The Bilingual Education Act of 1968: Creation & 1974 Expansion

The Bilingual Education Act of 1968: Creation & 1974 Expansion
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  • 0:03 Need for Bilingual Education
  • 0:56 Bilingual Education…
  • 2:05 Issues
  • 2:45 Equal Educational…
  • 3:41 Lesson Summary
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Instructor: Joelle Brummitt-Yale

Joelle has taught middle school Language Arts and college academic writing. She has a master's degree in education.

In this lesson, we'll learn what brought about the Bilingual Education Act of 1968 and what it sought to accomplish, as well as the 1974 act which clarified and expanded upon the original act.

Need for Bilingual Education

After restrictions on immigration to the United States were relaxed in 1965, America saw an increase in the number of immigrants coming in. Most of these new immigrants were from non-European nations, and few spoke English. Communities where the new immigrants settled found it difficult to integrate these new residents, especially in their school systems. As one of the states where many immigrants came to live, Texas struggled with providing education to children who only spoke Spanish. Therefore, Texas senator Ralph Yarborough proposed an addition to the Elementary and Secondary Education Act that allowed school districts to offer bilingual education programs for students with limited English proficiency. Title VII, also known as the Bilingual Education Act of 1968, was proposed in 1967 and became law in 1968.

Bilingual Education Act of 1968

The Bilingual Education Act of 1968 provided federal grant funding for school districts wanting to develop bilingual education programs. These districts could apply for competitive grants to pay for the creation and implementation of bilingual programs, staffing for these programs, training for staff, and parental involvement programs. School districts with high numbers of children living in poverty were eligible for this grant funding. Districts receiving grants were evaluated yearly, and grants could be renewed for up to five years. Initial funding for the act was $7.5 million.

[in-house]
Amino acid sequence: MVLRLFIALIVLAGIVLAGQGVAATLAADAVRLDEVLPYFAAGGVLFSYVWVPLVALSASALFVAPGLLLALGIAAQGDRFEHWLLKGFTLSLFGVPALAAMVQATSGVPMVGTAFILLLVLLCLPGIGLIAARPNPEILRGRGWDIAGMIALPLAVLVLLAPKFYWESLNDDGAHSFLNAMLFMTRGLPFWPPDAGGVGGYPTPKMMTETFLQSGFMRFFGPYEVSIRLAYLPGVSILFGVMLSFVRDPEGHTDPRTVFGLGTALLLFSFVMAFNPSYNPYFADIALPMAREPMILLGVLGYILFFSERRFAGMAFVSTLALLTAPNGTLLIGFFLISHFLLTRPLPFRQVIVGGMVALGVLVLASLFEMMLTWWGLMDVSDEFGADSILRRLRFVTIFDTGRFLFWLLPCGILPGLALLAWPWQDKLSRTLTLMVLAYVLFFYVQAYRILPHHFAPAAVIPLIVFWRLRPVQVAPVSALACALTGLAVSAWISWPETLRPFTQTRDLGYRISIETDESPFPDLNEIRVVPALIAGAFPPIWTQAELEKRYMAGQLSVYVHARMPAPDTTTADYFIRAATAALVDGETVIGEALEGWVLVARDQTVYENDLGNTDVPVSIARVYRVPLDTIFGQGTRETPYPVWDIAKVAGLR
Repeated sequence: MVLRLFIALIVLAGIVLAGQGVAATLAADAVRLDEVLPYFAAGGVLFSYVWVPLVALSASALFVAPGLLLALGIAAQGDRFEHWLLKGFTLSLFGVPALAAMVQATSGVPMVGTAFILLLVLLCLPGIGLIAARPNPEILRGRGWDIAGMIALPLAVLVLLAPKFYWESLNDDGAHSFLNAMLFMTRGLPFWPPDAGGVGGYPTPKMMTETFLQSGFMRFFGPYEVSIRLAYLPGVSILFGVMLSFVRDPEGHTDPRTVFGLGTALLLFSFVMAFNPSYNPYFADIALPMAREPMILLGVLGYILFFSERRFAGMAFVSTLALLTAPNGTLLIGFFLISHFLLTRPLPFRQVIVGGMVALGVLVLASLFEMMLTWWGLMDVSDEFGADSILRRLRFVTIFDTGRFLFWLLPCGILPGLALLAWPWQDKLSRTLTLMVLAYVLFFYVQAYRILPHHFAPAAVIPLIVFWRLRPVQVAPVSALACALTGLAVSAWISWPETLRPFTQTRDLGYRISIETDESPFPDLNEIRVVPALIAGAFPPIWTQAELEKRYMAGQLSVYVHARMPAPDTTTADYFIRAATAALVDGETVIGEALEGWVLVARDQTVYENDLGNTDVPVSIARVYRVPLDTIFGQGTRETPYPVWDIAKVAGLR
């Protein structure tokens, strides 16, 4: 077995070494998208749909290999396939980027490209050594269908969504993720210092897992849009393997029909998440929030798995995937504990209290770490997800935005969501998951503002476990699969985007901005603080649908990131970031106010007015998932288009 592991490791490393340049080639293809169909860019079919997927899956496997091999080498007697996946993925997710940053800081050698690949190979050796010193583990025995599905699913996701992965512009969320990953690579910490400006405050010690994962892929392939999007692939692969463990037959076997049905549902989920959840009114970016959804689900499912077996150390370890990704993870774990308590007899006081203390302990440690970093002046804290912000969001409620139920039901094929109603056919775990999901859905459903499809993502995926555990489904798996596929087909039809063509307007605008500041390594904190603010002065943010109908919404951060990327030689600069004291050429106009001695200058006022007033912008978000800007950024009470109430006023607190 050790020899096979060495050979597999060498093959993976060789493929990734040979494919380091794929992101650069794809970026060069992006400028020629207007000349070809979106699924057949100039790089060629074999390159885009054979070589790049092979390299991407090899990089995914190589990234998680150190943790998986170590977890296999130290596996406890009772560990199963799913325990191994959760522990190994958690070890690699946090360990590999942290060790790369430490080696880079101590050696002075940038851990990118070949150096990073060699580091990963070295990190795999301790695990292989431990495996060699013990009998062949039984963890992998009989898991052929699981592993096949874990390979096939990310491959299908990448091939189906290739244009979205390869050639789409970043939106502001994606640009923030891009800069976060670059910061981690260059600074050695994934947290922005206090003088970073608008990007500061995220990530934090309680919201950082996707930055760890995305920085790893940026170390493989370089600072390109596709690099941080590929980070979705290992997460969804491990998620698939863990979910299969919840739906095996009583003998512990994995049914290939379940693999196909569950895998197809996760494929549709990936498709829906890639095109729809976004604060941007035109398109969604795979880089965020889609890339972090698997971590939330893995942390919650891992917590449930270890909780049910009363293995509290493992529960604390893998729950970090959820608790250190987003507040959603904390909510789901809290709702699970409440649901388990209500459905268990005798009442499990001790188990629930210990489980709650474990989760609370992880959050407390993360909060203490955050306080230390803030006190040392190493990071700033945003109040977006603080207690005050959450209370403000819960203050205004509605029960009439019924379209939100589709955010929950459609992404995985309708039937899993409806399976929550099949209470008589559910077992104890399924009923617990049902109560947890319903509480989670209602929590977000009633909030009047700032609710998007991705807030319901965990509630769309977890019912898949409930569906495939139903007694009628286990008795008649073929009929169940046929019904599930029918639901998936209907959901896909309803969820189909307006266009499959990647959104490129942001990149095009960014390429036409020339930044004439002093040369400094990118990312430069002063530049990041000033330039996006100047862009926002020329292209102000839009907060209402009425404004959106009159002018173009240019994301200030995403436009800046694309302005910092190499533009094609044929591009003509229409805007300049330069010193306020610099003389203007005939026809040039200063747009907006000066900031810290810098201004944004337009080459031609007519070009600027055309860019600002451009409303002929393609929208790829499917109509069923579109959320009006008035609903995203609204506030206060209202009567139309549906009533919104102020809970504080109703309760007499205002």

While the 1968 law helped provide greater access to education for children with limited English proficiency, states faced challenges implementing bilingual education programs in public schools. Some bilingual education programs were seen as segregation, the practice of dividing students based on race, ethnicity, or gender, which was outlawed in 1954 after Brown v. Board of Education. Also, some areas were also prevented from creating programs because of English-only laws in their state.

Issues

Despite the benefits granted by the provisions of the 1968 act, offering bilingual programs remained optional for public schools. One school district that chose not to provide bilingual programs was that of San Francisco, California. A class action lawsuit filed on behalf of the large population of Chinese immigrant children living in that area claimed that because these children did not speak English fluently and public school classes were conducted only in English, they were denied equal access to education. In 1974, the Supreme Court ruled in favor of the immigrant children in this case, called Lau v. Nichols.

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